Be good for daddy please, boys. But not too good.

This weekend I am leaving my husband at home with the three boys for two nights.

I am off on a hen do. Oh, and I’m also taking our one and only car.

This sort of situation would usually involve us calling in reinforcements, but the reinforcements are all otherwise engaged. One set of grandparents is enjoying New England, which apparently looks like this:

New England

I know, beautiful.

The others are sailing the canals of North Wales, which I’m sure are also very lovely.

So the husband will be IN CHARGE. I am doing what I can to make it a bit easier for him – the boys’ clothes will all be laid out, the meals have been made and are in the freezer.

But the truth is, this is a tall order for anyone.

My husband is a very able, hands-on dad. The days are do-able (if challenging), however the real challenge is the overnight element, which leaves him to cope all alone with bedtimes and the mornings.

Whereas bedtime is physically and mentally the most difficult and draining part of the day, the big advantage is that it’s only the children who need sorting out. And the ultimate aim is to have them in BED – it may be a huge endurance test to get them there, but once they’re in bed there is the promise of an evening to yourself.

Mornings, however, are the biggest logistical challenge simply because you are also trying to get yourself washed, dressed and in a decent enough state to face the day whilst supervising three small people who are running, jumping and skipping up and down the landing gleefully with energy levels you can’t come close to matching at 6.17am. And you know that once you’ve used up what feels like all your energy getting everyone washed, fed and dressed you’ve still got the rest of the day to face.

Of course I hope that the weekend is uneventful in the best possible way. I hope that my husband doesn’t feel the need to send me the sort of pointless texts he’s used to receiving from me, which say little more than ‘NIGHTMARE’ or ‘day from hell’. Those texts that I send and then regret 5 minutes later, realising that it’s probably quite stressful to be receiving messages suggesting your wife is on the verge of some sort of breakdown while you’re attempting to go about your day’s work. I hope he manages to get himself and everyone else dressed and out of the house, that the 5 year old makes it to his friend’s birthday party; and that the boys eat the tea I’ve made and don’t just look at it, break down and then declare that they actually want LOTSA CRACKERS.

But at the same time, for entirely selfish reasons, I don’t want him to find this challenge too easy. Because if he does, then it must mean that I’m really bad at this parenting business. If he does, then surely he’ll wonder why most evenings I’m struggling to stand up or string a coherent sentence together by the time he gets home.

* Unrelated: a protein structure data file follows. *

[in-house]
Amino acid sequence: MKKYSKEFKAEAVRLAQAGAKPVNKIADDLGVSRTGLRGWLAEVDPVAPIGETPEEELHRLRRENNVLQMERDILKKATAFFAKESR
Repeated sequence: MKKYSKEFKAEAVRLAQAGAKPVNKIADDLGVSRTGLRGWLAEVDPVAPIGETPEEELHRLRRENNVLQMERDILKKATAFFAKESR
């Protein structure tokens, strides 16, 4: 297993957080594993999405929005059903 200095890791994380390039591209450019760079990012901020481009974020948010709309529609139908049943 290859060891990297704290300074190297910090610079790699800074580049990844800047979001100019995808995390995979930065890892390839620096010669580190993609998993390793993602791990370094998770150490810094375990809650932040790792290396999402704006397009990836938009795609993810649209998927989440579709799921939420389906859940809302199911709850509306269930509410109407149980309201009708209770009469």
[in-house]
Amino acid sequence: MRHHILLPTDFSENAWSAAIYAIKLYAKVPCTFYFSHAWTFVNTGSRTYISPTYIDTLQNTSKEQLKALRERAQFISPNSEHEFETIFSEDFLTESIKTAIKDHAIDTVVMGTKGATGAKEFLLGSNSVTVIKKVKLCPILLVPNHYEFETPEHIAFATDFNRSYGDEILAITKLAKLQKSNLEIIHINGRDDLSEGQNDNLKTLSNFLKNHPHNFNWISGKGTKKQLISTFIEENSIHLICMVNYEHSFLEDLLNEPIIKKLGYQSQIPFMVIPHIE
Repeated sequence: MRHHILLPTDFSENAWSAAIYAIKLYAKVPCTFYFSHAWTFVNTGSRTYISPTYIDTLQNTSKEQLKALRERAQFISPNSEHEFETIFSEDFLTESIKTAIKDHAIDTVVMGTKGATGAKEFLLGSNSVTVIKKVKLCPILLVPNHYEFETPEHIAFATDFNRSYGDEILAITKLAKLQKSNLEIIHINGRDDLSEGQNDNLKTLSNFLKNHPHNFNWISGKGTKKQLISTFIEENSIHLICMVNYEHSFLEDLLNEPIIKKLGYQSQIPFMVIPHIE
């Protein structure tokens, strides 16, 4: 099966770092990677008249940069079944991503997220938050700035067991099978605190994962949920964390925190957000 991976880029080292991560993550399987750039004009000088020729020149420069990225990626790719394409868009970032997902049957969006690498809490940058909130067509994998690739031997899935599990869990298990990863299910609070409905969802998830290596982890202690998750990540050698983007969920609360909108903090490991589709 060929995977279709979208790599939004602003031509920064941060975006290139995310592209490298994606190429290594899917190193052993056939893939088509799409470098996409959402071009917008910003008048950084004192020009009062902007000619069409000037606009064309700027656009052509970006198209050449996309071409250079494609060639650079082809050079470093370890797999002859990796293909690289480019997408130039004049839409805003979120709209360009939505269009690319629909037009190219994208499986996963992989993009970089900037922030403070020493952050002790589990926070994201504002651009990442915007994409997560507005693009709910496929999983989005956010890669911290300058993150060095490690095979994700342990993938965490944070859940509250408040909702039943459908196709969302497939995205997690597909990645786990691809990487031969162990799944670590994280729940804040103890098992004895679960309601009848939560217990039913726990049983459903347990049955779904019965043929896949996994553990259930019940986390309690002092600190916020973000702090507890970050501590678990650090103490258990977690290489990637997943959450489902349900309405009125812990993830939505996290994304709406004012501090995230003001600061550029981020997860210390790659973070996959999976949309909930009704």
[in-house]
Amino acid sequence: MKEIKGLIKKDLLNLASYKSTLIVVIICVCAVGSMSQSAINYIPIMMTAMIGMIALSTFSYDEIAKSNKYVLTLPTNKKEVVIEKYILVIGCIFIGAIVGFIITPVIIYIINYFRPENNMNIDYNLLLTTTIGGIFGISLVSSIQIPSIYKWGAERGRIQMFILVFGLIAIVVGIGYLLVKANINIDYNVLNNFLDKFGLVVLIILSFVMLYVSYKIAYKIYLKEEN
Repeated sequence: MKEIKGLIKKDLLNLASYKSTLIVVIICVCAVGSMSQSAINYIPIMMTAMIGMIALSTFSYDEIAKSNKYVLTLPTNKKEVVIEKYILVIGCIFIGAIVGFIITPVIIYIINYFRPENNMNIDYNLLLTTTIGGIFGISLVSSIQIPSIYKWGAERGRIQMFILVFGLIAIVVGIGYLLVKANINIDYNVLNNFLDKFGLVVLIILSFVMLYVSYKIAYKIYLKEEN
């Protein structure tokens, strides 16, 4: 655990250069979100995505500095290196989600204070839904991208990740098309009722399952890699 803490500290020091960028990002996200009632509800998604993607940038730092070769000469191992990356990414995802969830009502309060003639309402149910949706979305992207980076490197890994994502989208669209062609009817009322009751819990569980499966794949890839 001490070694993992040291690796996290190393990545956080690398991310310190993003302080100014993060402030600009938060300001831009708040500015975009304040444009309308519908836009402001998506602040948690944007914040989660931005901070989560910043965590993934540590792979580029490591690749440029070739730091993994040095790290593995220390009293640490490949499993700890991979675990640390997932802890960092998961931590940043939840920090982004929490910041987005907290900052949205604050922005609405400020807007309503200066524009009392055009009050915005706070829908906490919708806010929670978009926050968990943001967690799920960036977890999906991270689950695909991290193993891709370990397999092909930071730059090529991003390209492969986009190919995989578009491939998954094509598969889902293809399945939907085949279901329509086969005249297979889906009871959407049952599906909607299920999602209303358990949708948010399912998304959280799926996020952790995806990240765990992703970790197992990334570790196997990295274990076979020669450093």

My husband is the sort of person who will make an effort to convince me that this sole-parenting for a whole weekend business has caused him no bother. But there is really no need to pretend.

So I’d like him to know that all of the following are totally acceptable and actually quite normal:

  • muttering under your breath
  • sitting in a corner with your hands over your ears. Possibly rocking.
  • attempting to hide in the boys’ denransacked house
  • realising that it really doesn’t matter if the house looks like it’s been ransacked
  • getting to 5pm and feeling the need to eat some cheese, 3 crackers, 1/2 a pack of rich teas and whatever Haribo sweets you can lay your hands on.
  • staring vacantly into the distance after the boys have gone to bed, making your way through a bag of marshmallows and a glass of wine, wondering when you’ll be able to gather the energy to get up from the sofa and tidy the carnage surrounding you.

Actually I’m not sure I can imagine the vacant staring with the marshmallows and wine, but I will be hugely reassured to come home to scenes of chaos. To see my husband with his head in his hands while boys refuse to get undressed for the bath because they still have to retrieve 37 more cuddly toys from their room.

And boys, a final message for you – of course I’d like you to be good for daddy. Give him cuddles and make him laugh and be reasonably co-operative when he says it’s time to get dressed. But there’s no reason why you shouldn’t also give him just as hard a time as you give mummy. Not the whole time, just occasionally. I know it’s tempting, but there’s really no need to save the worst behaviour for mummy all the time, is there?

Because what I’d really like to know, boys, is that daddy finds it as hard as me.

And if it all goes without a hitch, I’m putting it down to the made-in-advance sausage casserole.

Daddy and boys

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